Having additional available staff means staff has more time to work with patients and reduce errors.
“That coincides with higher quality and higher scores,” Storr said of the latest report.
She also said Mercy has focused on providing more training for leadership and developed a residency program to get more trained nurses in a variety of departments, she said.
The facility was already on the right path to improving its rating last year and expects to continue improvements moving forward, said Adam Groshans, chief operating officer for Mercy Health Springfield.
“Now we’re getting into the fun part of being strategic to take it to the next level,” he said.
Several other hospitals in the region were also ranked in the report, including Greene Memorial Hospital in Xenia, which received an A rating and Mary Rutan Hospital in Bellefontaine, which also received a B. The Soin Medical Center in Beavercreek received a C in the latest report from the nonprofit.
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The report released Monday showed the hospital fared well in measures like having enough qualified nurses on staff and communicating effectively with patients being discharged from the facility. It also fared well in preventing dangerous blood clots and monitoring patients to prevent serious breathing problems after surgery, for example.
For example, the Springfield hospital received the best possible score for physicians consistently ordering medications using a computerized system as opposed to writing prescriptions by hand as a way to prevent medication errors.
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The report also suggested areas for improvement, including how often staff communicated with patients about new medications and possible side effects. The SRMC received a score of 73, below the average of 78, according to the report. The hospital also fared below average in preventing blood infections in the latest data, reporting a slightly higher number of infections than expected based on factors like the facility’s size and type, for example.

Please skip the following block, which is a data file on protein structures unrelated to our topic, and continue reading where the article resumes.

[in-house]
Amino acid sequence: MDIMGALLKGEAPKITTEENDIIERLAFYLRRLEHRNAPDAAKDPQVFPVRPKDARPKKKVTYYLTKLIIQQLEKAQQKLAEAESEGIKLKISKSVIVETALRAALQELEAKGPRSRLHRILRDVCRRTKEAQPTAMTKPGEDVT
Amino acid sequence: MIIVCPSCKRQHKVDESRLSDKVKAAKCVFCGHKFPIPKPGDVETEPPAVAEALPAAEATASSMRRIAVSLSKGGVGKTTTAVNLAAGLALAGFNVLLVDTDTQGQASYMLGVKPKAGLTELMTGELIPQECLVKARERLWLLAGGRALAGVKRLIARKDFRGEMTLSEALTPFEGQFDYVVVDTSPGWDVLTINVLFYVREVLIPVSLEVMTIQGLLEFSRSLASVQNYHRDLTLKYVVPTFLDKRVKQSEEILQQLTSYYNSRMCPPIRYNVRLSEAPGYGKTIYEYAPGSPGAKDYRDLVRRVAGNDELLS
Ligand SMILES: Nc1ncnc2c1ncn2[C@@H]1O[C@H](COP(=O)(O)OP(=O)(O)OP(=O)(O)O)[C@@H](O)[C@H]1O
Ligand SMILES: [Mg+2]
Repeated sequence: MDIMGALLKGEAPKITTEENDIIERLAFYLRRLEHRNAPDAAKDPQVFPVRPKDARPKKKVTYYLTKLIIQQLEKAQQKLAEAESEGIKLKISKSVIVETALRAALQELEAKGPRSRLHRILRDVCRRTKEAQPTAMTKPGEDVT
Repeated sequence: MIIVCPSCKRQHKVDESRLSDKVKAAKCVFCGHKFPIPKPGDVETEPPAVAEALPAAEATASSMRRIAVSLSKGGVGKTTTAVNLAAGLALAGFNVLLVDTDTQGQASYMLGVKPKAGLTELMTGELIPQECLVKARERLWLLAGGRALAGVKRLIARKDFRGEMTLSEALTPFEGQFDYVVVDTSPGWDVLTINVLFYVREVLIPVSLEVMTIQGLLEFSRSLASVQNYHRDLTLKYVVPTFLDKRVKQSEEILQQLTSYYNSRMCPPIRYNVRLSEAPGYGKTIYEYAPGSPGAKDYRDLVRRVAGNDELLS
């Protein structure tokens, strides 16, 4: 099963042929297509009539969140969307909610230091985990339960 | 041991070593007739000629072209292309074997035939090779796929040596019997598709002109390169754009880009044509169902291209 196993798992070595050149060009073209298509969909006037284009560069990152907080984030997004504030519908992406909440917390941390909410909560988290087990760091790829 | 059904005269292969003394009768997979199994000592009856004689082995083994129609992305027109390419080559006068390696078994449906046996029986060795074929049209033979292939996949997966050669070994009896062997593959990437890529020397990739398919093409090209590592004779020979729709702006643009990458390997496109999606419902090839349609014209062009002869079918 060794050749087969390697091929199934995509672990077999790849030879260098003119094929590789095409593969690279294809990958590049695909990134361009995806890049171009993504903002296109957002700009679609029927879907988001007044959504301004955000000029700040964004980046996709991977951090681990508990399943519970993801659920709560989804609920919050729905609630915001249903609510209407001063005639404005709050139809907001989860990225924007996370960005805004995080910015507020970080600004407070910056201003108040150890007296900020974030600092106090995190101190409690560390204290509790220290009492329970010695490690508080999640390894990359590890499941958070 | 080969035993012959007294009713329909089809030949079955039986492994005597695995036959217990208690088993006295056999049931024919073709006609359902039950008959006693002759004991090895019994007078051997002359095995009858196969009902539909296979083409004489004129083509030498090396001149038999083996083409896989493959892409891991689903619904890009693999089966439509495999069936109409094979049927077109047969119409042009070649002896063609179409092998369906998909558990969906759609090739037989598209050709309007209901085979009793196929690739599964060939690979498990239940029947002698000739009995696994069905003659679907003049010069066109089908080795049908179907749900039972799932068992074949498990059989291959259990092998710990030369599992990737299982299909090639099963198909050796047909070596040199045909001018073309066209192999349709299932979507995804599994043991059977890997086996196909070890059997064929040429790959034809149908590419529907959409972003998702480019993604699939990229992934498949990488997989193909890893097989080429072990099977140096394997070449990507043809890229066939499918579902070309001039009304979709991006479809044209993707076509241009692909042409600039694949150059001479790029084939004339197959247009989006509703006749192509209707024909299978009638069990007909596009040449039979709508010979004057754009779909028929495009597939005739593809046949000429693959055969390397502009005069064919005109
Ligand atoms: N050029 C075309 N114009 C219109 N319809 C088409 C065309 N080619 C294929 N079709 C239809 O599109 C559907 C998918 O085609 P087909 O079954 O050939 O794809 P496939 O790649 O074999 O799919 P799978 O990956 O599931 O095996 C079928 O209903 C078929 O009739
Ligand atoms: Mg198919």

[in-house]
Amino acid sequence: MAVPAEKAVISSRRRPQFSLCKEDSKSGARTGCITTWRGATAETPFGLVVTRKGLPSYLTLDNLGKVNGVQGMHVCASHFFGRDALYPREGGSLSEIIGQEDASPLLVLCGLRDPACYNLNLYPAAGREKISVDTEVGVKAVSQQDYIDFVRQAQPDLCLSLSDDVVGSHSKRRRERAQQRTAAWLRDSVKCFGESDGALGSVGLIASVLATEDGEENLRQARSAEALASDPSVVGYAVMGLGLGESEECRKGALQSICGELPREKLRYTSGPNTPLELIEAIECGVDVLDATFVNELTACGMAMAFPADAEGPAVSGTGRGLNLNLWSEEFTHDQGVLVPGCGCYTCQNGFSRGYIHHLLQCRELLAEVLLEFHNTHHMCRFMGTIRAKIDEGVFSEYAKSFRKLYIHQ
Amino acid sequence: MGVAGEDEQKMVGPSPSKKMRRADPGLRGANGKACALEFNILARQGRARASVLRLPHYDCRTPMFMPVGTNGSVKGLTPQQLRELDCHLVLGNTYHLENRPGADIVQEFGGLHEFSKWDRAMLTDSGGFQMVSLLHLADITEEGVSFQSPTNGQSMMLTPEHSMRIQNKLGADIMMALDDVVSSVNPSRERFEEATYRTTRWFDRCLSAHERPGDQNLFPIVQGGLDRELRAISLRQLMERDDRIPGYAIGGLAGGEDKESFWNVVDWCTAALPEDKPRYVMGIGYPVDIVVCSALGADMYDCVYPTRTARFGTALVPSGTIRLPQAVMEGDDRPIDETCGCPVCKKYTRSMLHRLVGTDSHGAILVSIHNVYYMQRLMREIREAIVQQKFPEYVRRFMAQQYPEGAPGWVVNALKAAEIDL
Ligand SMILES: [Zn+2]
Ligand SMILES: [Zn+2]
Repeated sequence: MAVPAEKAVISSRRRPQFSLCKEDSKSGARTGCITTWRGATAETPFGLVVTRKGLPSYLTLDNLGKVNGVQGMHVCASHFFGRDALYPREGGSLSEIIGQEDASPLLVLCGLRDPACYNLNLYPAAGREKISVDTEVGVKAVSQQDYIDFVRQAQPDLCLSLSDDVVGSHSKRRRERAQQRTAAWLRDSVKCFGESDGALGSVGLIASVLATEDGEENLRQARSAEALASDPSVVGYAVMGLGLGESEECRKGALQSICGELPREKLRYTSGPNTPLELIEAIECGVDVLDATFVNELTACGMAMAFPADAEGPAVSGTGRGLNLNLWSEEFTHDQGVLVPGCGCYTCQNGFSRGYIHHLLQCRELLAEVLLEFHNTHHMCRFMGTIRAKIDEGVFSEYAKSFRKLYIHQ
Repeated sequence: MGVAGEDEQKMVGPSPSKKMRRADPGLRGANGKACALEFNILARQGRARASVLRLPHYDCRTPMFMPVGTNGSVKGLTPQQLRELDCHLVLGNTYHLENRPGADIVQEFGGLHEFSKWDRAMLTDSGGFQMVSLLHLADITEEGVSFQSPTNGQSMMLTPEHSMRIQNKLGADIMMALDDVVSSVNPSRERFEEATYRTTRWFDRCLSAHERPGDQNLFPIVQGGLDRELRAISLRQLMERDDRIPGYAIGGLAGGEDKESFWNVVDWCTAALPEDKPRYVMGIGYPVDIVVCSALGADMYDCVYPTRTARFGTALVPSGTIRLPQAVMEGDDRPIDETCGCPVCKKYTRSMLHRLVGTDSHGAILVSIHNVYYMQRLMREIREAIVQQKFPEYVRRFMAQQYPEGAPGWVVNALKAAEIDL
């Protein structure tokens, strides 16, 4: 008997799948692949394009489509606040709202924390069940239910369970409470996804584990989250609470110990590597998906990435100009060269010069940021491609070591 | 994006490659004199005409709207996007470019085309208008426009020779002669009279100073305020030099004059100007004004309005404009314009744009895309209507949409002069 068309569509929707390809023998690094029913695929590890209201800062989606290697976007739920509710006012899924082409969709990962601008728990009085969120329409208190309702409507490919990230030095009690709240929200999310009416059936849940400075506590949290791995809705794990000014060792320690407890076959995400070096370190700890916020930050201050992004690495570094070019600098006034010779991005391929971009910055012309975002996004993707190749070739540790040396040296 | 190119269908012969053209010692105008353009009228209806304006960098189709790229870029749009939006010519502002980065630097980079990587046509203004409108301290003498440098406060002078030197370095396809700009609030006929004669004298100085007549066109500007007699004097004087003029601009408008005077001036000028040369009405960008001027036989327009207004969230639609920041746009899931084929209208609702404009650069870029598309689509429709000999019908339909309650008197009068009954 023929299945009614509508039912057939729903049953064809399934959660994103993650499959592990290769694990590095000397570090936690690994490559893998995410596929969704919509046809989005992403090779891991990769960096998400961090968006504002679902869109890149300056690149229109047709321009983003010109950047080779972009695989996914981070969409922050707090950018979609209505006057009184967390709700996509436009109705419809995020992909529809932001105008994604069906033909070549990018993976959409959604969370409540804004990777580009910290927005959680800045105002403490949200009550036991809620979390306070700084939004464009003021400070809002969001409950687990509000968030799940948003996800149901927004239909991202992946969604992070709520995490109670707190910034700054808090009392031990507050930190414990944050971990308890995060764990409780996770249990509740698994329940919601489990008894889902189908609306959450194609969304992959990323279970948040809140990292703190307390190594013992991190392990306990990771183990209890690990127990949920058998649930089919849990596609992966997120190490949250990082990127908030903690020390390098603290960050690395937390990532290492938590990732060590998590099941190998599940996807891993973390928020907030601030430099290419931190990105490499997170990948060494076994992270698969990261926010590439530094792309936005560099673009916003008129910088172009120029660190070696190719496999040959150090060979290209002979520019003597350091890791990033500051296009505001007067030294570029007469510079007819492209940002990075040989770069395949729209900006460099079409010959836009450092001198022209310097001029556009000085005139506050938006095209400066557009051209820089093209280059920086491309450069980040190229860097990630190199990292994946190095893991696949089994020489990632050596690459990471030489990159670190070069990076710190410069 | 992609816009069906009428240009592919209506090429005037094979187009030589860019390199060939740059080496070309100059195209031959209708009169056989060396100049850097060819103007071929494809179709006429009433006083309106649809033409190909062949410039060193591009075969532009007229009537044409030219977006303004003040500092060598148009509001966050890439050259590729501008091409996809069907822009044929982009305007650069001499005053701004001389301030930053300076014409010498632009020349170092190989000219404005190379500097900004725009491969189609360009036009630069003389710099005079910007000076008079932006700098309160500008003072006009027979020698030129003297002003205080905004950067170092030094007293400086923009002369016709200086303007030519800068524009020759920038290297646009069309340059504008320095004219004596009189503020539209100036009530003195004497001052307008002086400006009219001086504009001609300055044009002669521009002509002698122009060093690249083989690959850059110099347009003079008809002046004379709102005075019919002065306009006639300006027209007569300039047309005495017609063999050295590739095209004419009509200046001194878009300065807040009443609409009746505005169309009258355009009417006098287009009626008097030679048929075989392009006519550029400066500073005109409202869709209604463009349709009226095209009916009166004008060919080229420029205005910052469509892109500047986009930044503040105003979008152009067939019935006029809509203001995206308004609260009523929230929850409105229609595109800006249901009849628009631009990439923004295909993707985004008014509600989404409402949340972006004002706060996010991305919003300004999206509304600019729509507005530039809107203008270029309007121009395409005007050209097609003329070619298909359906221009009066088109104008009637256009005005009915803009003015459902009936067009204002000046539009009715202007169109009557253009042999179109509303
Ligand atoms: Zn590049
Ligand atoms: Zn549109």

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The Leapfrog report and similar evaluations can be helpful for patients, said John Palmer, director of public and media relations for the Ohio Hospital Association. But he said there are numerous similar studies provided by a variety of organizations each year, so it’s important for consumers to review more than one site before making health care decisions.
“Each of them tell a different story and each of them are done at a particular time,” Palmer said of the various reports produced that provide information about hospitals.
The report indicated this was the first time since 2015 the Springfield hospital received a B rating from the Leapfrog Group. The hospital had received a C rating twice a year annually since 2015, including a C rating in the previous report issued for Spring 2018, according to the group's website.
The Leapfrog website shows the scores are assigned to more than 2,600 general acute-care hospitals across the U.S. twice a year. The site notes choosing a hospital is a matter of preference but says the grades are one tool to help patients better understand which facilities do a better job of preventing errors.
“As they’re asking health care decisions, its important to look at all sources to be able to make a well-rounded choice,” Palmer said.
The Springfield News-Sun provides unmatched coverage of health care and businesses in Clark and Champaign counties, including extensive reporting on issues ranging from attempts to fight a national opioid epidemic to recent changes in leadership at the Springfield Regional Medical Center.
By the numbers:
0.504— Springfield Regional Medical Center’s score for MRSA
0.0 — Best hospital’s score in Leapfrog report to prevent MRSA
0.881 — Average hospital’s score
3.383 — Worst hospital’s score
Source: Leapfrog Hospital Safety Grade